Ubisoft’s The Division Sales Make Best Week Ever, 1.2M Concurrent Players and More

The Division sales have gotten Ubisoft their best first week ever since it finally launched on March 8, last Tuesday.

The third-person shooter/RPG hybrid outsold even Ubisoft’s last highly anticipated game, Watch Dogs, which came out in 2014, and Gran Turismo 4’s own 11-year-old record.

While Watch Dogs quickly became polarizing for graphics not being as good as advertised along with numerous examples of bad press by Ubisoft, The Division looks to be on a quick rise to the top.

The Division had nearly 1.2 million concurrent users over the weekend, and over 100 million hours of playtime were recorded in the game’s first week.

“On top of record-breaking sales, player engagement is the highest ever for any Ubisoft title, demonstrating, among other things, that our investments in our online infrastructure and services are paying off.

We are delivering an online experience that’s on par with the best in the industry, and that matches the quality and connectivity demanded by The Division and its players.” according to Stephanie Perotti, the vice president of online services at Ubisoft.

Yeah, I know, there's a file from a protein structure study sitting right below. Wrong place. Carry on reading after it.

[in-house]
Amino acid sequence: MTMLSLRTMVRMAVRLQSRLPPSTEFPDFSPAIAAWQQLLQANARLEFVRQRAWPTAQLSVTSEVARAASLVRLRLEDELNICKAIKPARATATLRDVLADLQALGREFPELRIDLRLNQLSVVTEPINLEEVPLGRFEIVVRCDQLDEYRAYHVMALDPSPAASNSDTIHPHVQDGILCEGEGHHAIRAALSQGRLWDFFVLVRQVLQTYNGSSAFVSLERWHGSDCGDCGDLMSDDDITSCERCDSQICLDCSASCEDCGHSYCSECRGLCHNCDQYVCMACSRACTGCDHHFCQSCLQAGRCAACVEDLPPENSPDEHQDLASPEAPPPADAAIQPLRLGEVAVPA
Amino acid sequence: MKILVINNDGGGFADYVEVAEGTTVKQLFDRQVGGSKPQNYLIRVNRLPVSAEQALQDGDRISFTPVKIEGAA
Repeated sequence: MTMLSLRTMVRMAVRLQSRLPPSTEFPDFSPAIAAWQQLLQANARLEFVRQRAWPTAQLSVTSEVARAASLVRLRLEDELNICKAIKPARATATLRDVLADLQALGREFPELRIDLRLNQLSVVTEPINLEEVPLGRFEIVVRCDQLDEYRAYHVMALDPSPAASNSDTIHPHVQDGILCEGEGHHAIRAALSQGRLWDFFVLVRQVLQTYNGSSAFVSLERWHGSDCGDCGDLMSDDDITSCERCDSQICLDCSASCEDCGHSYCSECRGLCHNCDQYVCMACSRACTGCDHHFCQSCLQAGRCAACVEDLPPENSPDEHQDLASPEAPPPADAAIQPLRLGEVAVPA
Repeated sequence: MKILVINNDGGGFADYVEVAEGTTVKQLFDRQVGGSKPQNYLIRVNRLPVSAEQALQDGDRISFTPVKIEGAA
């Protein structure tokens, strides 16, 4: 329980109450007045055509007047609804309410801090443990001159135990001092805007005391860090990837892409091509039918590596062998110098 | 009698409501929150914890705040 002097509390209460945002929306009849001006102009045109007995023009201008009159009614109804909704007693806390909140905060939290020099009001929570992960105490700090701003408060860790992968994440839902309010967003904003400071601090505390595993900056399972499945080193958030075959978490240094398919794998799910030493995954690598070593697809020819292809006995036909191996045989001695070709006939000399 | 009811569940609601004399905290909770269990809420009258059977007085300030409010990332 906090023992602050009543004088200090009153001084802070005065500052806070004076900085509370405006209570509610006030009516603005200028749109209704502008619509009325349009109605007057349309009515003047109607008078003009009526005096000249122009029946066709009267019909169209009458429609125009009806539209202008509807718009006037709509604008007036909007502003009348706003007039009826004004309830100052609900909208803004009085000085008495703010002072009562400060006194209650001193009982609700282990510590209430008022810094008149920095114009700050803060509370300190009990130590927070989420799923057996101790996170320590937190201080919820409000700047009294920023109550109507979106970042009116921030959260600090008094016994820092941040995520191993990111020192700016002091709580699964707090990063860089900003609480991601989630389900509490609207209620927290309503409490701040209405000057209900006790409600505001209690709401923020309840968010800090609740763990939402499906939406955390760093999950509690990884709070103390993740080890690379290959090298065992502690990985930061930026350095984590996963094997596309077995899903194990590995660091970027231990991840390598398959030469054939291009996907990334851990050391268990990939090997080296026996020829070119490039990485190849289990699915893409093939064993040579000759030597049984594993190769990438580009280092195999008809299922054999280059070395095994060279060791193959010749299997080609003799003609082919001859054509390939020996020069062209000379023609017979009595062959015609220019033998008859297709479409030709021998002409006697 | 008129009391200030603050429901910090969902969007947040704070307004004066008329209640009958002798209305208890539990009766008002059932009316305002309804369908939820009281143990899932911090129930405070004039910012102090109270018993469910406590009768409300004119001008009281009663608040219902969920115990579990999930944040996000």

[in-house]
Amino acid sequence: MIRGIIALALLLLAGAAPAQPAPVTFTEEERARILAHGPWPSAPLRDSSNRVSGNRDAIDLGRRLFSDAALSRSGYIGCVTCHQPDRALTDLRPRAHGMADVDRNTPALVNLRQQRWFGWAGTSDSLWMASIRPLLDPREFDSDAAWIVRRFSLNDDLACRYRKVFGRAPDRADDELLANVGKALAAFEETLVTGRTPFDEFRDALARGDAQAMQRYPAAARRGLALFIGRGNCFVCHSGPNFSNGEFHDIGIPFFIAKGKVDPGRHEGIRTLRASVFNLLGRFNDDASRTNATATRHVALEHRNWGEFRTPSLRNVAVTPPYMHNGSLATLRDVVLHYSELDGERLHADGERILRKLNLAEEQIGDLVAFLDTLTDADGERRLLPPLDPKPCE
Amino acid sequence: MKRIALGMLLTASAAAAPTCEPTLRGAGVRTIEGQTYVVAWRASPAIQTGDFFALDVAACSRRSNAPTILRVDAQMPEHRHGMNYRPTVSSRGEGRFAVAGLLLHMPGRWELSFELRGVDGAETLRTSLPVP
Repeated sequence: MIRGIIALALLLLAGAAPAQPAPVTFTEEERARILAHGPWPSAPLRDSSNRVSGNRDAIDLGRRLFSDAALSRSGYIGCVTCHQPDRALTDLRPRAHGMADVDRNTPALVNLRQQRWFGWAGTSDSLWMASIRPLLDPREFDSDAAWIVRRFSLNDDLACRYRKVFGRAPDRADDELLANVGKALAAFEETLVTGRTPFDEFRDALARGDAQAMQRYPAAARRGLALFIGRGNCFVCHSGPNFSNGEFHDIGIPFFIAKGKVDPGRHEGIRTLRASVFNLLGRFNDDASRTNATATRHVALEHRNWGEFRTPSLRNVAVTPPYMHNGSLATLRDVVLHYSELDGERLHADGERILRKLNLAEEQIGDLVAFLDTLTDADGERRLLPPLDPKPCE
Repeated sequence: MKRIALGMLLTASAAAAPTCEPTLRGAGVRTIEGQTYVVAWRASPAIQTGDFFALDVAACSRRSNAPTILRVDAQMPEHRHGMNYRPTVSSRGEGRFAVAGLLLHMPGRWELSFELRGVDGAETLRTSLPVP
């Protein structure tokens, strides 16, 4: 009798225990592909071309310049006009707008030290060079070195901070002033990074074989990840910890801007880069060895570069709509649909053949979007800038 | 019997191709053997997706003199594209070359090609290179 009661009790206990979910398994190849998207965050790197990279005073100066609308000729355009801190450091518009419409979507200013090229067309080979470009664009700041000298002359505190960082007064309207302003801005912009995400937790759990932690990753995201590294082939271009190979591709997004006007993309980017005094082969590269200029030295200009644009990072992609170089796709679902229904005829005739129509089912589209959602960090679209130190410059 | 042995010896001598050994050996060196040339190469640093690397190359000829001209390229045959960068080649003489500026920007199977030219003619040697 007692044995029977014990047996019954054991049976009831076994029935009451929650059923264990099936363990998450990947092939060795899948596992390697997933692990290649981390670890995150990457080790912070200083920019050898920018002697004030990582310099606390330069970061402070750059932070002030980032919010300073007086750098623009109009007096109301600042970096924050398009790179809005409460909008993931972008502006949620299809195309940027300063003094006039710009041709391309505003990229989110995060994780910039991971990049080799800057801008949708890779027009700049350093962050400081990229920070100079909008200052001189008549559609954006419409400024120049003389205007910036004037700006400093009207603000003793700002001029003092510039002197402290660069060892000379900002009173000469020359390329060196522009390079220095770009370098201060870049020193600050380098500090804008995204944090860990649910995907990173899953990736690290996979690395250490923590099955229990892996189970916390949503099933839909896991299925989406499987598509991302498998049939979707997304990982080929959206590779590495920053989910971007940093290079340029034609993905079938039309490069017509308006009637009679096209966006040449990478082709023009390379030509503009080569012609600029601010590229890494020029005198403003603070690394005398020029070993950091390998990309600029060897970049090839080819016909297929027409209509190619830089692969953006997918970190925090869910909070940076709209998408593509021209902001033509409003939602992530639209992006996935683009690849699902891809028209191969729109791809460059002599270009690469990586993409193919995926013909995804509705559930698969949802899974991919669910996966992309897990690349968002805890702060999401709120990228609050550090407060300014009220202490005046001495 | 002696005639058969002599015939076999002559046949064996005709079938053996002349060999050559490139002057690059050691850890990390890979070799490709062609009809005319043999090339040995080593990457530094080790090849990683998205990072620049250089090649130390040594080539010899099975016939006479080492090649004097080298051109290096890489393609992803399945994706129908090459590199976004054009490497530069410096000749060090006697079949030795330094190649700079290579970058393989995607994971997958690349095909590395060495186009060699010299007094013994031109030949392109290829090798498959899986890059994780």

The Division sales show that the high anticipation and hype buildup for the game in the two years since its announcement at E3 in 2014. Despite numerous delays and concerns that the game would be Ubisoft’s own version of Destiny, the game seems to be going well for Ubisoft so far, getting positive reviews across the board and with three different DLC packs coming soon that will be timed exclusives for the Xbox One.

Whether The Division will be able to hold onto its lead or not, however, is another story. The game’s story mode only has 26 missions and not a very large number of non-story content, when you don’t take the Dark Zone, The Division’s PVP area, into account.

There are also a number of other problems with the game (including our old nightmare-inducing friend the “no face bug“, griefers taking advantage of players being solid objects to block the way into rooms, and hackers deciding that they’d rather be poor sports and cheat rather than try to have fun.

While the DLC packs and their rapidly approaching release dates can probably help to alleviate this problem fairly quickly, it all depends on how often Ubisoft plans to update the game with new content outside the DLC packs.